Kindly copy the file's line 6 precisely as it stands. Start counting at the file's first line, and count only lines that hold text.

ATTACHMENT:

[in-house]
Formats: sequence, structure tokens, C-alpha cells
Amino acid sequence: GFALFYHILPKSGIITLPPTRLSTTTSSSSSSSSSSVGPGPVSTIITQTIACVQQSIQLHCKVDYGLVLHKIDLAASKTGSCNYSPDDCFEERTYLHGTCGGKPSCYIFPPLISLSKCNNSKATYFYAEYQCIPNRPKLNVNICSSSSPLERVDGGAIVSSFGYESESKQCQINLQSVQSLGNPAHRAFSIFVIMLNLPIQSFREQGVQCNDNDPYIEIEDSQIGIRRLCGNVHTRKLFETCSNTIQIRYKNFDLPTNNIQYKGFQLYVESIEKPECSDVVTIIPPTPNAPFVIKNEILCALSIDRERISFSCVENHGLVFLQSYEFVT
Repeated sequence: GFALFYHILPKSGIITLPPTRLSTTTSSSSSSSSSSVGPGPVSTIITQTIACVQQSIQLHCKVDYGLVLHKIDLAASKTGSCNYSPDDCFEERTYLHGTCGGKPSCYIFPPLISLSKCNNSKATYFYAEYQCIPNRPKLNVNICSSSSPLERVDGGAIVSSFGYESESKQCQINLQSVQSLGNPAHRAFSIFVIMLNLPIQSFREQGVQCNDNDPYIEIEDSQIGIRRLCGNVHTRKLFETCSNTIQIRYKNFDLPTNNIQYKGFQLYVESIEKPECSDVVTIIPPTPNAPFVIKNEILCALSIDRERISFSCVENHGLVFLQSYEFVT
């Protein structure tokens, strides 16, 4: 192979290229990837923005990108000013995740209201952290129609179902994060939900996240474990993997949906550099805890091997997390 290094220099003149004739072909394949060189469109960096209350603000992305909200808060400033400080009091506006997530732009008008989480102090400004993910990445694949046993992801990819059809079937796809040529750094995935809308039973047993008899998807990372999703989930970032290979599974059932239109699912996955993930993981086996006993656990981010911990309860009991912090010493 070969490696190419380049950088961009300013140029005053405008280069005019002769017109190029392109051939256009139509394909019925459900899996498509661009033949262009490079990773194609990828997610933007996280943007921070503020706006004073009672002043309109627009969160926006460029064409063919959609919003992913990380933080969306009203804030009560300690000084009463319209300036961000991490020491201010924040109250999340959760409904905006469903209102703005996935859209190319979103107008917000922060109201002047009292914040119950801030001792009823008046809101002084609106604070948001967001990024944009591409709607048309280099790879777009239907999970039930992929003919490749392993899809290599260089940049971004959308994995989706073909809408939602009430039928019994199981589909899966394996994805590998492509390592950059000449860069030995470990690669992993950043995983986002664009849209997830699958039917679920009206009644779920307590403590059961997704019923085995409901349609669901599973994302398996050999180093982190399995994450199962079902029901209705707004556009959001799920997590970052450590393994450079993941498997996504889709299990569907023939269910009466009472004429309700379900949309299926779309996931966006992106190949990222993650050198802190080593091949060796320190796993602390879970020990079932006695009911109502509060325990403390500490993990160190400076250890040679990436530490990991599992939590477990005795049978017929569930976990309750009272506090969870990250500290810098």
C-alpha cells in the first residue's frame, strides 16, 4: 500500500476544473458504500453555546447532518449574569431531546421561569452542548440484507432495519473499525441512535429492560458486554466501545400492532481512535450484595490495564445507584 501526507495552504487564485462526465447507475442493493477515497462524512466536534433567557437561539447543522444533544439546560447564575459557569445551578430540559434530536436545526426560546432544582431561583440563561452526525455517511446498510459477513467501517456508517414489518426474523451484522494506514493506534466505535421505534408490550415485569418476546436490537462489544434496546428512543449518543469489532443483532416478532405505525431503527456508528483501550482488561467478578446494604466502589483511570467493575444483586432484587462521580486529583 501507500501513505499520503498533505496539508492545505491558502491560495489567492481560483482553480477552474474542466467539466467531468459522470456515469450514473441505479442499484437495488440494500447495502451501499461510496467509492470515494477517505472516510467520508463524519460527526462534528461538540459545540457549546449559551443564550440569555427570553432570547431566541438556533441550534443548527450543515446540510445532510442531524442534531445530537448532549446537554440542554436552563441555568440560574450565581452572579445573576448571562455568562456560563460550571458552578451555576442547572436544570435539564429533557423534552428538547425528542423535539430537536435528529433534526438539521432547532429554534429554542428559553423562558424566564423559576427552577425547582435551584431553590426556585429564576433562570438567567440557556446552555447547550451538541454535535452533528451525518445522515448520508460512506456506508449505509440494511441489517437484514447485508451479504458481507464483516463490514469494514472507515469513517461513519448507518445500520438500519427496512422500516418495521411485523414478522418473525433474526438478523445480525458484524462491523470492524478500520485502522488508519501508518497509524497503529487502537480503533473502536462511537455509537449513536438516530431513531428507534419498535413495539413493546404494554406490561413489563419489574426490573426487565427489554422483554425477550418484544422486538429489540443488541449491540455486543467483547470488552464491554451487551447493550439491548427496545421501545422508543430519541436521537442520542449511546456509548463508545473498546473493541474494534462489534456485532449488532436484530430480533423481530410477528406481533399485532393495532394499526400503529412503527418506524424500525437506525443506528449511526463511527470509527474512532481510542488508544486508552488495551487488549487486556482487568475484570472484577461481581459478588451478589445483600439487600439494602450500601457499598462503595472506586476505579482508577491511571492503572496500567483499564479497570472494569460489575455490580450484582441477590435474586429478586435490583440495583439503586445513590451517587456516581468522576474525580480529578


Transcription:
C-alpha cells in the first residue's frame, strides 16, 4: 500500500476544473458504500453555546447532518449574569431531546421561569452542548440484507432495519473499525441512535429492560458486554466501545400492532481512535450484595490495564445507584 501526507495552504487564485462526465447507475442493493477515497462524512466536534433567557437561539447543522444533544439546560447564575459557569445551578430540559434530536436545526426560546432544582431561583440563561452526525455517511446498510459477513467501517456508517414489518426474523451484522494506514493506534466505535421505534408490550415485569418476546436490537462489544434496546428512543449518543469489532443483532416478532405505525431503527456508528483501550482488561467478578446494604466502589483511570467493575444483586432484587462521580486529583 501507500501513505499520503498533505496539508492545505491558502491560495489567492481560483482553480477552474474542466467539466467531468459522470456515469450514473441505479442499484437495488440494500447495502451501499461510496467509492470515494477517505472516510467520508463524519460527526462534528461538540459545540457549546449559551443564550440569555427570553432570547431566541438556533441550534443548527450543515446540510445532510442531524442534531445530537448532549446537554440542554436552563441555568440560574450565581452572579445573576448571562455568562456560563460550571458552578451555576442547572436544570435539564429533557423534552428538547425528542423535539430537536435528529433534526438539521432547532429554534429554542428559553423562558424566564423559576427552577425547582435551584431553590426556585429564576433562570438567567440557556446552555447547550451538541454535535452533528451525518445522515448520508460512506456506508449505509440494511441489517437484514447485508451479504458481507464483516463490514469494514472507515469513517461513519448507518445500520438500519427496512422500516418495521411485523414478522418473525433474526438478523445480525458484524462491523470492524478500520485502522488508519501508518497509524497503529487502537480503533473502536462511537455509537449513536438516530431513531428507534419498535413495539413493546404494554406490561413489563419489574426490573426487565427489554422483554425477550418484544422486538429489540443488541449491540455486543467483547470488552464491554451487551447493550439491548427496545421501545422508543430519541436521537442520542449511546456509548463508545473498546473493541474494534462489534456485532449488532436484530430480533423481530410477528406481533399485532393495532394499526400503529412503527418506524424500525437506525443506528449511526463511527470509527474512532481510542488508544486508552488495551487488549487486556482487568475484570472484577461481581459478588451478589445483600439487600439494602450500601457499598462503595472506586476505579482508577491511571492503572496500567483499564479497570472494569460489575455490580450484582441477590435474586429478586435490583440495583439503586445513590451517587456516581468522576474525580480529578